Statistics of the comparison between radar and ADCP radials (Table 2) show the MB was from −0.01 to 0.07 m s−1, MAD was 0.05–0.10 m s−1, and RMSD was 0.07–0.13 m s−1 (except for station D). Despite the greater distances between station C and the two radars (Fig. 1 and Table 1), the differences in the radar–ADCP comparison at station C are smaller than at the other buoy locations. Moreover, the differences at station A are smaller than at station B. It is inferred that these results might be partially influenced by the real current profile. The relatively larger errors were found at station D (RMSD of 0.15 and 0.24 m s−1 for DOSA and LOHI radials, respectively) located in the sand waves dominated TB area.

Table 2.

Comparison statistics of radial currents between HF radars and ADCPs.

Comparison statistics of radial currents between HF radars and ADCPs.
Comparison statistics of radial currents between HF radars and ADCPs.

In view of the inherent differences between the HF radars and ADCPs (e.g., different measuring mechanisms; collocation and concurrence differences), the comparison results indicated that the reliability of the radar-derived radials was satisfactory.

c. Expected differences between HF radar and ADCP radial currents

Owing to the significant differences between the sampling of the HF radars and ADCPs in the horizontal and vertical, the expected differences caused by environmental variability must be quantified before any evaluation of the quality of the HF radar surface current estimates (Kohut et al. 2006, 2012; Liu et al. 2014).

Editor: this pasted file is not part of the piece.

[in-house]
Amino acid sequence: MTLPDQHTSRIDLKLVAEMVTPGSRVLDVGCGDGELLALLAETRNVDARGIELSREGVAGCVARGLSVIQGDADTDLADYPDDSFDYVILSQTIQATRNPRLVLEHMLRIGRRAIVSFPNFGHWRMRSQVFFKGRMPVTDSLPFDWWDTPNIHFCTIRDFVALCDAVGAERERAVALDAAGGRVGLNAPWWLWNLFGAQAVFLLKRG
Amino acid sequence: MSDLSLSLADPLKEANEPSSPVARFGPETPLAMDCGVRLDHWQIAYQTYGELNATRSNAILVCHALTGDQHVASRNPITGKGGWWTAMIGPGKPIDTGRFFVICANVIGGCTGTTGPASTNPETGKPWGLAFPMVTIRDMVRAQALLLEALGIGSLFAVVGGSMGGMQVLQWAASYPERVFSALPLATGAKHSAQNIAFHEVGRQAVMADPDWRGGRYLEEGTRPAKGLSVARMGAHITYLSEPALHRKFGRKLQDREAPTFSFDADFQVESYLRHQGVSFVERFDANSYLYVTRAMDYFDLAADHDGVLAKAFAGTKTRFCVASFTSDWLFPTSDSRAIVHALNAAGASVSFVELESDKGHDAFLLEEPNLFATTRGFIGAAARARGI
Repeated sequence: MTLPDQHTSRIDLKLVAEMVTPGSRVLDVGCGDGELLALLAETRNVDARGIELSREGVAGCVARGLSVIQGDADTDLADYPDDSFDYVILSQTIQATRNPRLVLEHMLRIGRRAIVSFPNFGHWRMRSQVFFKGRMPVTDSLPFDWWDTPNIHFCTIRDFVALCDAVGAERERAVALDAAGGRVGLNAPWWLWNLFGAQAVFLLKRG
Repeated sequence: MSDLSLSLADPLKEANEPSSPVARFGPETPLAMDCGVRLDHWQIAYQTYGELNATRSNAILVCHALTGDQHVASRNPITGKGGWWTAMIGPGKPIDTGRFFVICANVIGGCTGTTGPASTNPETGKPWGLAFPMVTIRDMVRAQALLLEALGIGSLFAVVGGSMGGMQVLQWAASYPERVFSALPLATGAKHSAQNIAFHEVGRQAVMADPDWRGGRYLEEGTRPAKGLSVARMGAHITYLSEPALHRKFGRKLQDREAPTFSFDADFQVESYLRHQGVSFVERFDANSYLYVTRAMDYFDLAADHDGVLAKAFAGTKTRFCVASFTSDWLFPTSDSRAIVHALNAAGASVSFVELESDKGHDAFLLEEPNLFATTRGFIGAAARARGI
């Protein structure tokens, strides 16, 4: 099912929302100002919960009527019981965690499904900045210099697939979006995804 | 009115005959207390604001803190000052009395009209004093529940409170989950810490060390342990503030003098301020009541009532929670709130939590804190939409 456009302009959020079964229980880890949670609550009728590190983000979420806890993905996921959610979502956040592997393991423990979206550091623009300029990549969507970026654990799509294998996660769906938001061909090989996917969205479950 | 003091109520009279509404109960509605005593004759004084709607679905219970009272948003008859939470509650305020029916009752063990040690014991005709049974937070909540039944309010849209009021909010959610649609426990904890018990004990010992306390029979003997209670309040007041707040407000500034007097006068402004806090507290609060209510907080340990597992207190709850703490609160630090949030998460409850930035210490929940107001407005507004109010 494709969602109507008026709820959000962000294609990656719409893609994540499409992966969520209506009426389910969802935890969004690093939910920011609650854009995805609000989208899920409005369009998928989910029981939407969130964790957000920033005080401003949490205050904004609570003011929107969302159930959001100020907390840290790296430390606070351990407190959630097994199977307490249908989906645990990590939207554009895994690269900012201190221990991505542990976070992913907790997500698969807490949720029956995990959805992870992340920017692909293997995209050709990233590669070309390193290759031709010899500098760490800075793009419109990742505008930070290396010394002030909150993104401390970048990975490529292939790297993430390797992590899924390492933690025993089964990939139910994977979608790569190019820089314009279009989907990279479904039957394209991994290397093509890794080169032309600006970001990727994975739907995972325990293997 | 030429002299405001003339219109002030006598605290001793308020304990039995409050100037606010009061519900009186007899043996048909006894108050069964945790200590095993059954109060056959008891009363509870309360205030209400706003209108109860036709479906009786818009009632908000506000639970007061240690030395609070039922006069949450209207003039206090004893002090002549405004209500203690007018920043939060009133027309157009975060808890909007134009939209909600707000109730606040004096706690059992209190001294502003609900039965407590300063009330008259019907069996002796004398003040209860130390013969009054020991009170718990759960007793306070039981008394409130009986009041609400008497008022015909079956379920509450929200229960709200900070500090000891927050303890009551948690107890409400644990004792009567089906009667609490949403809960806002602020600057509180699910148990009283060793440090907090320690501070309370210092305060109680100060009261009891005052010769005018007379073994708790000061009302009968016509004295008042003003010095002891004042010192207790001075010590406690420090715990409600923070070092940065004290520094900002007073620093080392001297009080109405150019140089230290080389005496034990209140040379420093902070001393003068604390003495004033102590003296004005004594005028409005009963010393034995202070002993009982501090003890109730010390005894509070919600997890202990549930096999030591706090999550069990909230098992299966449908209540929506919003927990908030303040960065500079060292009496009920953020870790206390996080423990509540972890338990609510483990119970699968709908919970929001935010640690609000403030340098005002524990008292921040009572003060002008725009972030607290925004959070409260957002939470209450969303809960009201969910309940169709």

According to Stewart and Joy (1974), 7.8-MHz radar measures radials within the upper 1.5 m of the water column. To determine the magnitude of the expected vertical differences in our study area, we calculated the RMSD of radials in the ADCP topmost bin with bins 1 m deeper for stations A–C and 2 m deeper for station D (Table 3). The RMSD values were found to be within 0.056–0.071, 0.069–0.096, 0.045–0.055, and 0.080–0.217 m s−1, respectively, for stations A–D. In comparison with the RMSD of the eight radar–ADCP station pairs shown in Table 2, we found the vertical shear significantly influenced the differences between the radar and ADCP radials; that is, the differences increased with increasing vertical shear. A rough estimate indicated that 48%–77% of the observed differences between the HF radar and ADCP radials might be explained in terms of the vertical variability at stations A–C, while a larger proportion (75%–91%) was found for the LOHI radials at station D. We note that these RMSD values are larger than found in previous study (Kohut et al. 2012; Liu et al. 2014). The larger vertical shear might be attributable to the shallower ADCP bins used in our study, which could introduce higher wind-driven shear.